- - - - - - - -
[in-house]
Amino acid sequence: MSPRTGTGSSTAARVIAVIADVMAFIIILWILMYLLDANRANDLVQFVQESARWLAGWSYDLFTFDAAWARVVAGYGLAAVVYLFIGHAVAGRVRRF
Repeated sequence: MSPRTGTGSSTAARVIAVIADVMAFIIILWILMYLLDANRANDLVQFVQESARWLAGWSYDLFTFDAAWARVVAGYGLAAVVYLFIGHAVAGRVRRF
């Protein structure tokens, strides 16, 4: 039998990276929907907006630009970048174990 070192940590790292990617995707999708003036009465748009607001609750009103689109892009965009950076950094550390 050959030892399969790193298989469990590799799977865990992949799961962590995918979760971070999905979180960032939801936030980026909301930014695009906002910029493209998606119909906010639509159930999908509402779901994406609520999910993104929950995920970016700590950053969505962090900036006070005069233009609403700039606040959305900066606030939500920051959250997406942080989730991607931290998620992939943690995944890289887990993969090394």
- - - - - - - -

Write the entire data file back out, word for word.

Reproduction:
[in-house]
Amino acid sequence: MSPRTGTGSSTAARVIAVIADVMAFIIILWILMYLLDANRANDLVQFVQESARWLAGWSYDLFTFDAAWARVVAGYGLAAVVYLFIGHAVAGRVRRF
Repeated sequence: MSPRTGTGSSTAARVIAVIADVMAFIIILWILMYLLDANRANDLVQFVQESARWLAGWSYDLFTFDAAWARVVAGYGLAAVVYLFIGHAVAGRVRRF
């Protein structure tokens, strides 16, 4: 039998990276929907907006630009970048174990 070192940590790292990617995707999708003036009465748009607001609750009103689109892009965009950076950094550390 050959030892399969790193298989469990590799799977865990992949799961962590995918979760971070999905979180960032939801936030980026909301930014695009906002910029493209998606119909906010639509159930999908509402779901994406609520999910993104929950995920970016700590950053969505962090900036006070005069233009609403700039606040959305900066606030939500920051959250997406942080989730991607931290998620992939943690995944890289887990993969090394």